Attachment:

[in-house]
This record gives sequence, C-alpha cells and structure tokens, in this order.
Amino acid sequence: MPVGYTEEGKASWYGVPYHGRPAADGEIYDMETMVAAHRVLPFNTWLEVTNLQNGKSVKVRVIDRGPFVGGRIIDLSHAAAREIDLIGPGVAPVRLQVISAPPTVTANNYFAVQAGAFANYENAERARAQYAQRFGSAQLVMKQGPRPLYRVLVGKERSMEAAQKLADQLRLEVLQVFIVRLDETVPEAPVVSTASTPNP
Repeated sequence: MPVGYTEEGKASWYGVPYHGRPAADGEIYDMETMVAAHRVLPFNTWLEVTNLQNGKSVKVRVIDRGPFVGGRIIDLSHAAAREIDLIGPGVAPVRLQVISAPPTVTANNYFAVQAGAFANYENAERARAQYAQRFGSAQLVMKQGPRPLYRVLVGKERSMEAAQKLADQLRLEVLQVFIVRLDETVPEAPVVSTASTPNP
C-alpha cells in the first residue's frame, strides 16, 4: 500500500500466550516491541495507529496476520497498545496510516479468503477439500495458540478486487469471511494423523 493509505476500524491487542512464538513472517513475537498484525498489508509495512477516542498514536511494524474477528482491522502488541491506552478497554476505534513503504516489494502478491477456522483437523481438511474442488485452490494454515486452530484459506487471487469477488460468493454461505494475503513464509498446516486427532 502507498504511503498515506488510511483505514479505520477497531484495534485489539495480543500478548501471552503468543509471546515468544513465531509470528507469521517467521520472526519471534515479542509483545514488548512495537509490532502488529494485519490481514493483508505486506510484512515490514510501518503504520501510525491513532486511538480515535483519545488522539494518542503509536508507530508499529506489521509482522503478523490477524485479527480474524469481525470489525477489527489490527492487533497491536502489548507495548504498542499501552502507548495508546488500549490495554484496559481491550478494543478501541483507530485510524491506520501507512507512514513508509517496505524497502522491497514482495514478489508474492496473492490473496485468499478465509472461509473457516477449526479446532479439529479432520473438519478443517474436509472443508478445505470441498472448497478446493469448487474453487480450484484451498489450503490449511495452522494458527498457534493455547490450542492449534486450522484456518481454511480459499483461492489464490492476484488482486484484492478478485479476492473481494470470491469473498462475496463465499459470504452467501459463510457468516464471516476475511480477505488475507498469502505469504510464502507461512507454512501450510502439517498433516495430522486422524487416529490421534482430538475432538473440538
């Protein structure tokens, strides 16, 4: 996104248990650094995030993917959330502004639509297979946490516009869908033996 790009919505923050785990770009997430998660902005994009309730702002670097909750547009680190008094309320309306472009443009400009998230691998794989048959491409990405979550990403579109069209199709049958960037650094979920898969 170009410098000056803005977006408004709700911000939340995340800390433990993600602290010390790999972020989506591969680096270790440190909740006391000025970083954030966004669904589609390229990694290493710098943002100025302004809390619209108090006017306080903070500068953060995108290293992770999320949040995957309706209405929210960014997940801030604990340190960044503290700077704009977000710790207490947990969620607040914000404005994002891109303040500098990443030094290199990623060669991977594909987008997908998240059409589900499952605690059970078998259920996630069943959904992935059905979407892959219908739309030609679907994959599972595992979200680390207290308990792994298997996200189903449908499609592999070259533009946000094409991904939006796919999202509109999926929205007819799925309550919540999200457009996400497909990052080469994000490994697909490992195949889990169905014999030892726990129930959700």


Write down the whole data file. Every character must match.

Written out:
[in-house]
This record gives sequence, C-alpha cells and structure tokens, in this order.
Amino acid sequence: MPVGYTEEGKASWYGVPYHGRPAADGEIYDMETMVAAHRVLPFNTWLEVTNLQNGKSVKVRVIDRGPFVGGRIIDLSHAAAREIDLIGPGVAPVRLQVISAPPTVTANNYFAVQAGAFANYENAERARAQYAQRFGSAQLVMKQGPRPLYRVLVGKERSMEAAQKLADQLRLEVLQVFIVRLDETVPEAPVVSTASTPNP
Repeated sequence: MPVGYTEEGKASWYGVPYHGRPAADGEIYDMETMVAAHRVLPFNTWLEVTNLQNGKSVKVRVIDRGPFVGGRIIDLSHAAAREIDLIGPGVAPVRLQVISAPPTVTANNYFAVQAGAFANYENAERARAQYAQRFGSAQLVMKQGPRPLYRVLVGKERSMEAAQKLADQLRLEVLQVFIVRLDETVPEAPVVSTASTPNP
C-alpha cells in the first residue's frame, strides 16, 4: 500500500500466550516491541495507529496476520497498545496510516479468503477439500495458540478486487469471511494423523 493509505476500524491487542512464538513472517513475537498484525498489508509495512477516542498514536511494524474477528482491522502488541491506552478497554476505534513503504516489494502478491477456522483437523481438511474442488485452490494454515486452530484459506487471487469477488460468493454461505494475503513464509498446516486427532 502507498504511503498515506488510511483505514479505520477497531484495534485489539495480543500478548501471552503468543509471546515468544513465531509470528507469521517467521520472526519471534515479542509483545514488548512495537509490532502488529494485519490481514493483508505486506510484512515490514510501518503504520501510525491513532486511538480515535483519545488522539494518542503509536508507530508499529506489521509482522503478523490477524485479527480474524469481525470489525477489527489490527492487533497491536502489548507495548504498542499501552502507548495508546488500549490495554484496559481491550478494543478501541483507530485510524491506520501507512507512514513508509517496505524497502522491497514482495514478489508474492496473492490473496485468499478465509472461509473457516477449526479446532479439529479432520473438519478443517474436509472443508478445505470441498472448497478446493469448487474453487480450484484451498489450503490449511495452522494458527498457534493455547490450542492449534486450522484456518481454511480459499483461492489464490492476484488482486484484492478478485479476492473481494470470491469473498462475496463465499459470504452467501459463510457468516464471516476475511480477505488475507498469502505469504510464502507461512507454512501450510502439517498433516495430522486422524487416529490421534482430538475432538473440538
């Protein structure tokens, strides 16, 4: 996104248990650094995030993917959330502004639509297979946490516009869908033996 790009919505923050785990770009997430998660902005994009309730702002670097909750547009680190008094309320309306472009443009400009998230691998794989048959491409990405979550990403579109069209199709049958960037650094979920898969 170009410098000056803005977006408004709700911000939340995340800390433990993600602290010390790999972020989506591969680096270790440190909740006391000025970083954030966004669904589609390229990694290493710098943002100025302004809390619209108090006017306080903070500068953060995108290293992770999320949040995957309706209405929210960014997940801030604990340190960044503290700077704009977000710790207490947990969620607040914000404005994002891109303040500098990443030094290199990623060669991977594909987008997908998240059409589900499952605690059970078998259920996630069943959904992935059905979407892959219908739309030609679907994959599972595992979200680390207290308990792994298997996200189903449908499609592999070259533009946000094409991904939006796919999202509109999926929205007819799925309550919540999200457009996400497909990052080469994000490994697909490992195949889990169905014999030892726990129930959700």